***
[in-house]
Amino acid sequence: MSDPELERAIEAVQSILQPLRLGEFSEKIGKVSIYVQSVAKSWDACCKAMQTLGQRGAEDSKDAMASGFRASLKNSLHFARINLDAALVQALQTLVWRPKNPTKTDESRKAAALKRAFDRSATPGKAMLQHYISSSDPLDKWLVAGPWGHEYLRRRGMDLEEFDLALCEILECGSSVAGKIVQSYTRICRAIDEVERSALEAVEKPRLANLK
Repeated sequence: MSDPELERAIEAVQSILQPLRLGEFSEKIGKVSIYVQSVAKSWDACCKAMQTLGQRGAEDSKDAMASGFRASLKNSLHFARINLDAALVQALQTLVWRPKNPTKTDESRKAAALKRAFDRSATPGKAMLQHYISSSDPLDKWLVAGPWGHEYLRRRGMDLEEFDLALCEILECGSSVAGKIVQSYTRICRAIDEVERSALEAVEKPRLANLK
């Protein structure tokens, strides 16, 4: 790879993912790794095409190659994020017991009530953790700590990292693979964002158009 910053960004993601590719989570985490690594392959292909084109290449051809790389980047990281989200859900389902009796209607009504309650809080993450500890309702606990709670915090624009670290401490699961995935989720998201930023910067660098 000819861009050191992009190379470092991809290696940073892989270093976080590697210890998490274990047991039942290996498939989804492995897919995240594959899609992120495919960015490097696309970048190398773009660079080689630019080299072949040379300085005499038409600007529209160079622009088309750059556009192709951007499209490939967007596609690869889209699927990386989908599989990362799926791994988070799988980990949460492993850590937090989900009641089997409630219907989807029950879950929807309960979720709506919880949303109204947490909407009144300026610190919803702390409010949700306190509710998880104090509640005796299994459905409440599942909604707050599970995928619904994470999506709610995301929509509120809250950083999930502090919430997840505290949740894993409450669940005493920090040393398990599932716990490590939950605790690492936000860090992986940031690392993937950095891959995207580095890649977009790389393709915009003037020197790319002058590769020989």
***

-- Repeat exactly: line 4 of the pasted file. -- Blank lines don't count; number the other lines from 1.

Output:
């Protein structure tokens, strides 16, 4: 790879993912790794095409190659994020017991009530953790700590990292693979964002158009 910053960004993601590719989570985490690594392959292909084109290449051809790389980047990281989200859900389902009796209607009504309650809080993450500890309702606990709670915090624009670290401490699961995935989720998201930023910067660098 000819861009050191992009190379470092991809290696940073892989270093976080590697210890998490274990047991039942290996498939989804492995897919995240594959899609992120495919960015490097696309970048190398773009660079080689630019080299072949040379300085005499038409600007529209160079622009088309750059556009192709951007499209490939967007596609690869889209699927990386989908599989990362799926791994988070799988980990949460492993850590937090989900009641089997409630219907989807029950879950929807309960979720709506919880949303109204947490909407009144300026610190919803702390409010949700306190509710998880104090509640005796299994459905409440599942909604707050599970995928619904994470999506709610995301929509509120809250950083999930502090919430997840505290949740894993409450669940005493920090040393398990599932716990490590939950605790690492936000860090992986940031690392993937950095891959995207580095890649977009790389393709915009003037020197790319002058590769020989």